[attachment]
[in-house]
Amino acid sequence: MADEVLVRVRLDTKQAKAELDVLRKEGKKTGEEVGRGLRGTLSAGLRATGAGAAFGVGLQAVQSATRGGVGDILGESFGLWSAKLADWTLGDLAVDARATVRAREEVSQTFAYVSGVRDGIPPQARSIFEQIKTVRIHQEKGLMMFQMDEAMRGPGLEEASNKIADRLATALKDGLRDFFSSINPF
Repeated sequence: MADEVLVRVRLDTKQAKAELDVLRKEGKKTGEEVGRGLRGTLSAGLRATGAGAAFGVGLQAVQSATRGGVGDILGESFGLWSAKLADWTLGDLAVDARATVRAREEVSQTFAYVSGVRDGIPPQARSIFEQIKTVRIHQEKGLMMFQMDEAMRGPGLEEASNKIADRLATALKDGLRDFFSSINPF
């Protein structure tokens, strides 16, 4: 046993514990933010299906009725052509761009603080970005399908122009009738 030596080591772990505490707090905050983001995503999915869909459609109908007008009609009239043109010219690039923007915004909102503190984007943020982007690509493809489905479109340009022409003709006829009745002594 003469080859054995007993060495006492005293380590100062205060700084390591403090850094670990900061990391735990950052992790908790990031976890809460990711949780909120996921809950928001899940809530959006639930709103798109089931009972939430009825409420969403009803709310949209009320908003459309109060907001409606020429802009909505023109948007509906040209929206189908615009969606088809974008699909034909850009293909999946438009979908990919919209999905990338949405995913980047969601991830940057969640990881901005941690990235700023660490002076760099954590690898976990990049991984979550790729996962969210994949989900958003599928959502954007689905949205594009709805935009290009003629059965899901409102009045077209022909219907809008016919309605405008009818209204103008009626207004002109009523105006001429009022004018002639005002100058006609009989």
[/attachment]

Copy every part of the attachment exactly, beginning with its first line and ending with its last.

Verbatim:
[in-house]
Amino acid sequence: MADEVLVRVRLDTKQAKAELDVLRKEGKKTGEEVGRGLRGTLSAGLRATGAGAAFGVGLQAVQSATRGGVGDILGESFGLWSAKLADWTLGDLAVDARATVRAREEVSQTFAYVSGVRDGIPPQARSIFEQIKTVRIHQEKGLMMFQMDEAMRGPGLEEASNKIADRLATALKDGLRDFFSSINPF
Repeated sequence: MADEVLVRVRLDTKQAKAELDVLRKEGKKTGEEVGRGLRGTLSAGLRATGAGAAFGVGLQAVQSATRGGVGDILGESFGLWSAKLADWTLGDLAVDARATVRAREEVSQTFAYVSGVRDGIPPQARSIFEQIKTVRIHQEKGLMMFQMDEAMRGPGLEEASNKIADRLATALKDGLRDFFSSINPF
């Protein structure tokens, strides 16, 4: 046993514990933010299906009725052509761009603080970005399908122009009738 030596080591772990505490707090905050983001995503999915869909459609109908007008009609009239043109010219690039923007915004909102503190984007943020982007690509493809489905479109340009022409003709006829009745002594 003469080859054995007993060495006492005293380590100062205060700084390591403090850094670990900061990391735990950052992790908790990031976890809460990711949780909120996921809950928001899940809530959006639930709103798109089931009972939430009825409420969403009803709310949209009320908003459309109060907001409606020429802009909505023109948007509906040209929206189908615009969606088809974008699909034909850009293909999946438009979908990919919209999905990338949405995913980047969601991830940057969640990881901005941690990235700023660490002076760099954590690898976990990049991984979550790729996962969210994949989900958003599928959502954007689905949205594009709805935009290009003629059965899901409102009045077209022909219907809008016919309605405008009818209204103008009626207004002109009523105006001429009022004018002639005002100058006609009989």